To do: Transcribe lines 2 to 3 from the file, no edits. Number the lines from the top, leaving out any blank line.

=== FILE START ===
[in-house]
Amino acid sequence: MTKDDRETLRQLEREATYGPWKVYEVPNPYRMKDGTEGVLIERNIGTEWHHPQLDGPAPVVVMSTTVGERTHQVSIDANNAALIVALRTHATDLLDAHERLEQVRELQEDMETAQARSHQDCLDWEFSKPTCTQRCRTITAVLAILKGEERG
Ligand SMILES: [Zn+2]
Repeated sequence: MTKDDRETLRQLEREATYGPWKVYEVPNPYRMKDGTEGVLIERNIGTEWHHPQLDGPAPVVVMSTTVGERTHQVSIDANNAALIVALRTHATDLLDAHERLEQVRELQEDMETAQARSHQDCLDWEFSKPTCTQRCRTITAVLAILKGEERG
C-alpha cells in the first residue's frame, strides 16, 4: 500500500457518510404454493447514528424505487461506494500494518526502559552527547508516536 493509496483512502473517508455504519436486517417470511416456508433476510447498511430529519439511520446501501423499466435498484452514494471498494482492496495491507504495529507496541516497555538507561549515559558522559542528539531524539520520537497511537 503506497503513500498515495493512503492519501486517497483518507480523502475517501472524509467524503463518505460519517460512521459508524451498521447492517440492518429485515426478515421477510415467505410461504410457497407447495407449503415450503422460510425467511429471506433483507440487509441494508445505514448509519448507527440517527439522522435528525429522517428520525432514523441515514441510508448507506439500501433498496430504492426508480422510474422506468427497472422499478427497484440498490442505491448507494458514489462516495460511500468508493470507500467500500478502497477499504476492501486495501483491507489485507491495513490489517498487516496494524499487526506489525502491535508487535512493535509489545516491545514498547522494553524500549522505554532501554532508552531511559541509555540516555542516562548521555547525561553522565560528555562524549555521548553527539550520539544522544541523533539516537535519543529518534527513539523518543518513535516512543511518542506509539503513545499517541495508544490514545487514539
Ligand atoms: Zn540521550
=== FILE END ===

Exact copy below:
Amino acid sequence: MTKDDRETLRQLEREATYGPWKVYEVPNPYRMKDGTEGVLIERNIGTEWHHPQLDGPAPVVVMSTTVGERTHQVSIDANNAALIVALRTHATDLLDAHERLEQVRELQEDMETAQARSHQDCLDWEFSKPTCTQRCRTITAVLAILKGEERG
Ligand SMILES: [Zn+2]